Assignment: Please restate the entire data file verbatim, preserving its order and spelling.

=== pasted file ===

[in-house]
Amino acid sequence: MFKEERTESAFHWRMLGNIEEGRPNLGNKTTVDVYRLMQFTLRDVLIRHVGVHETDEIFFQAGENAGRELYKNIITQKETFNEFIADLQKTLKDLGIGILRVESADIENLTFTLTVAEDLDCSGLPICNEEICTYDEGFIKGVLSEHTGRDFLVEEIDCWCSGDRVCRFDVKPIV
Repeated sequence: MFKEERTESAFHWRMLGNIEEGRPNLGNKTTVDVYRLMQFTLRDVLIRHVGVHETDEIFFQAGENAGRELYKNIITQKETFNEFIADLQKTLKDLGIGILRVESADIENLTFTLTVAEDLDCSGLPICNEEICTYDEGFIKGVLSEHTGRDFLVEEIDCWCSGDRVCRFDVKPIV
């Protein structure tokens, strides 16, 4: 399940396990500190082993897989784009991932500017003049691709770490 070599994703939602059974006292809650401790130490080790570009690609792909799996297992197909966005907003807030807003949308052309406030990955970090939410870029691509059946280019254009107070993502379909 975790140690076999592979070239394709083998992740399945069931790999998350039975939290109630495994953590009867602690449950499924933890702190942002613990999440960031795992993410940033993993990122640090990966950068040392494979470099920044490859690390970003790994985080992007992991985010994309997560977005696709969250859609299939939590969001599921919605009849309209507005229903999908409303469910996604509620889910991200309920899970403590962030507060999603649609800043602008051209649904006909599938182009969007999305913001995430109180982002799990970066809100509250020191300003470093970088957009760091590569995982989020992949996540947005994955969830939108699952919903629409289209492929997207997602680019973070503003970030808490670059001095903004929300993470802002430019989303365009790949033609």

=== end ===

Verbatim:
[in-house]
Amino acid sequence: MFKEERTESAFHWRMLGNIEEGRPNLGNKTTVDVYRLMQFTLRDVLIRHVGVHETDEIFFQAGENAGRELYKNIITQKETFNEFIADLQKTLKDLGIGILRVESADIENLTFTLTVAEDLDCSGLPICNEEICTYDEGFIKGVLSEHTGRDFLVEEIDCWCSGDRVCRFDVKPIV
Repeated sequence: MFKEERTESAFHWRMLGNIEEGRPNLGNKTTVDVYRLMQFTLRDVLIRHVGVHETDEIFFQAGENAGRELYKNIITQKETFNEFIADLQKTLKDLGIGILRVESADIENLTFTLTVAEDLDCSGLPICNEEICTYDEGFIKGVLSEHTGRDFLVEEIDCWCSGDRVCRFDVKPIV
């Protein structure tokens, strides 16, 4: 399940396990500190082993897989784009991932500017003049691709770490 070599994703939602059974006292809650401790130490080790570009690609792909799996297992197909966005907003807030807003949308052309406030990955970090939410870029691509059946280019254009107070993502379909 975790140690076999592979070239394709083998992740399945069931790999998350039975939290109630495994953590009867602690449950499924933890702190942002613990999440960031795992993410940033993993990122640090990966950068040392494979470099920044490859690390970003790994985080992007992991985010994309997560977005696709969250859609299939939590969001599921919605009849309209507005229903999908409303469910996604509620889910991200309920899970403590962030507060999603649609800043602008051209649904006909599938182009969007999305913001995430109180982002799990970066809100509250020191300003470093970088957009760091590569995982989020992949996540947005994955969830939108699952919903629409289209492929997207997602680019973070503003970030808490670059001095903004929300993470802002430019989303365009790949033609």